Exodus 12:1–4, 11–14
Psalm 116:1–2, 12–19
1 Corinthians 11:23–26
John 13:1–17, 31b–35
Dear fellow ministers of the gospel of Jesus Christ,
grace and peace to you
from the one who is love and grace. Amen
Law and gospel, love and grace.
This is Jesus’ last evening with the disciples
and he wraps up their time together
with a concise summary of what he is all about,
why he has come
and why he will go to the cross willingly.
It is all Law and gospel, love and grace.
First the law,
Jesus gives the disciples a new commandment,
to love one another.
The law as Jesus gives it
is not a series of prohibitions against this or that
but to treat one another out of love.
It’s deceivingly simple
leaving us with more questions than answers,
chief among them; How do we love one another?
You are to love one another as I have loved you,
Jesus tells the disciples,
the love I’m talking about looks like service
the kind of service I just did by taking off my outer robe
and kneeling before you
washing your feet like a servant,
doing the dirty work of caring for another.
“You’re not better than me” Jesus tells the disciples
knowing that they will be repelled
by the thought of serving in this way,
their upbringing, the culture, their religious beliefs
all tell them that this kind of service is beneath them,
a job for the lower classes, unclean, something to be avoided,
and yet this is Jesus’ new command to them, to us.
Love one another as I have loved you,
This is the mark of my disciples Jesus says
if you have love for one another,
This is the new law by which you will be judged.
Love is now the law.
And even as he gives the new commandment,
Jesus knows that we are incapable of keeping it.
Which is why Jesus follows the giving of the law
with the giving of grace,
the giving of himself on the cross
so that God will look on us as being as holy as Jesus,
even though we fail at loving.
Jesus sets the example of grace this last night too,
though the disciples won’t be able to see the grace
until after the fact,
we get to see the grace of Jesus’ actions,
how even though he knows exactly what is going to happen,
who is going to betray him,
he continues to serve his betrayer.
Did you notice that?
Jesus, knows that Judas is going to betray him
and he still washes his feet,
he knows Judas is on his way out the door
and he still eats the passover meal with him.
When we were preparing for first communion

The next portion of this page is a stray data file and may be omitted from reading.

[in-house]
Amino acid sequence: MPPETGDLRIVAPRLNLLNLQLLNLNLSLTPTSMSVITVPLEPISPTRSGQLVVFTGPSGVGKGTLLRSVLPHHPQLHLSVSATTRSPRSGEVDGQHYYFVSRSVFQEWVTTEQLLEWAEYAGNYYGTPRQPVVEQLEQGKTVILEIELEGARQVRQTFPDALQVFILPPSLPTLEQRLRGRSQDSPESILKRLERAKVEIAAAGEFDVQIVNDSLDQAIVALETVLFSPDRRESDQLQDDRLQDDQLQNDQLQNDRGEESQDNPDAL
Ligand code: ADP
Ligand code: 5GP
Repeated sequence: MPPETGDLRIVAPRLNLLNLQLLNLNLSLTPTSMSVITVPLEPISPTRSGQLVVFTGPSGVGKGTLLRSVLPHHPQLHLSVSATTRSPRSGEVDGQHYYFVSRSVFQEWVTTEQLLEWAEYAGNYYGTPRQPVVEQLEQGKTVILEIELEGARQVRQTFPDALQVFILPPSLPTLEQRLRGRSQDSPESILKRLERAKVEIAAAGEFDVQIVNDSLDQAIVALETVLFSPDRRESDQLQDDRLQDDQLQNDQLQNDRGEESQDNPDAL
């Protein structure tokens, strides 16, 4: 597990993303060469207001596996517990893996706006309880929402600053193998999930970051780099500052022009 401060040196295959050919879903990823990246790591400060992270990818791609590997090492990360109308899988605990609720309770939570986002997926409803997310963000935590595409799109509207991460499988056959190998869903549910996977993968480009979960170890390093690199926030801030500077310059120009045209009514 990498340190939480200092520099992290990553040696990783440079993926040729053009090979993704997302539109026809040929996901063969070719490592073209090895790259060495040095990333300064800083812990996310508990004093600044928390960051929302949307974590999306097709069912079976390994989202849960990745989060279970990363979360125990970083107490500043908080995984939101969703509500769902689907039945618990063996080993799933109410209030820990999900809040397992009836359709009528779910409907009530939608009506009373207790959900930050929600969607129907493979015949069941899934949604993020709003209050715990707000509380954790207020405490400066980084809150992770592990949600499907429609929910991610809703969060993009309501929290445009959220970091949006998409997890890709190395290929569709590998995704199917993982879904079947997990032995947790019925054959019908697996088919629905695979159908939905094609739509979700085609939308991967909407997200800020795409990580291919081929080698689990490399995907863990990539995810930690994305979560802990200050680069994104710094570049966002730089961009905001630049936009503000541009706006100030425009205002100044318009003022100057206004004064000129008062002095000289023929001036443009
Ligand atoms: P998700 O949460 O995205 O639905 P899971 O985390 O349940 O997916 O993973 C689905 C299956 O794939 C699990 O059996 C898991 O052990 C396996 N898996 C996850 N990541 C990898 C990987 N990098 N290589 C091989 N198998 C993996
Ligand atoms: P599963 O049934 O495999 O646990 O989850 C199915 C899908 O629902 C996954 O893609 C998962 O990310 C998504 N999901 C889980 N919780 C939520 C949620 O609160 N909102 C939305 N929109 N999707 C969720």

we talked about how eating a meal with someone
is a sign that you are friends,
Jesus includes Judas in the meal,
eating out of the same bowl even.
This is grace.
And Simon Peter,
he gets the same treatment as everyone else too,
he will betray Jesus,
not as intentionally as Judas,
not for money
but out of fear for his own skin
he will deny that he knew Jesus.
And yet Jesus kneels at Simon Peter’s feet too.
Now Peter has a big mouth,
as a disciple he is often guilty of speaking before thinking
sometimes he accidently speaks the truth
and sometimes he says what the rest of us are thinking
but are too afraid to say.
Jesus is washing the disciple’s feet and he comes to Peter
“Lord, are you going to wash my feet?” Peter asks,
though it is completely obvious that that is what Jesus is doing.
“You will never wash my feet” Peter says to Jesus,
he refuses to give up his set understanding
of what is the proper relationship between a teacher a master and his followers,
a master serving a follower, that’s just not done!
We get squeamish when it comes to grace,
when it comes to being served
by someone we respect or anyone really,
we back away, we protest,
we can do this, don’t trouble yourself,
we get squeamish because accepting grace
means that someone else is doing our dirty work,
that they will see what we like to hide,
the imperfections of our feet,
the imperfections of our lives.
Jesus responds to Peter the big mouth,
the stubborn independent disciple
who one minute says he will follow Jesus all the way to death
and another minute denies that he knows him
“unless I wash you, you have no share with me.” Jesus says
There are some things we can’t do for ourselves,
there are some things that Jesus has to do,
only Jesus can do
and joining us to him through washing is one of those things,
in our baptisms we are joined to Christ,
God does that it
is a pure gift, it is grace.
Christ comes to us in the breaking of the bread
and pouring of the wine,
God does that,
it is a pure gift, it is grace,
Jesus goes to the cross for us,
it is a pure gift
it is grace.
Law and gospel, love and grace.
In remembering Jesus’ last night with his disciples
We are reminded that we have been commanded to love one another,
self-giving, getting dirty footwashing love
that includes even those we know are going to betray us,
and we are reminded of the good news of grace,
the gift of the cross
which means that we will not be condemned
when we fail to love
but in the water, word, bread and wine
are forgiven and set free to live lives of service,
lives of love and grace. Amen
Pastor Emily Johnson preaches weekly at Christ Lutheran. These are manuscripts of her sermons given at Christ Lutheran. Feel free to engage with them in the comments section of the blog.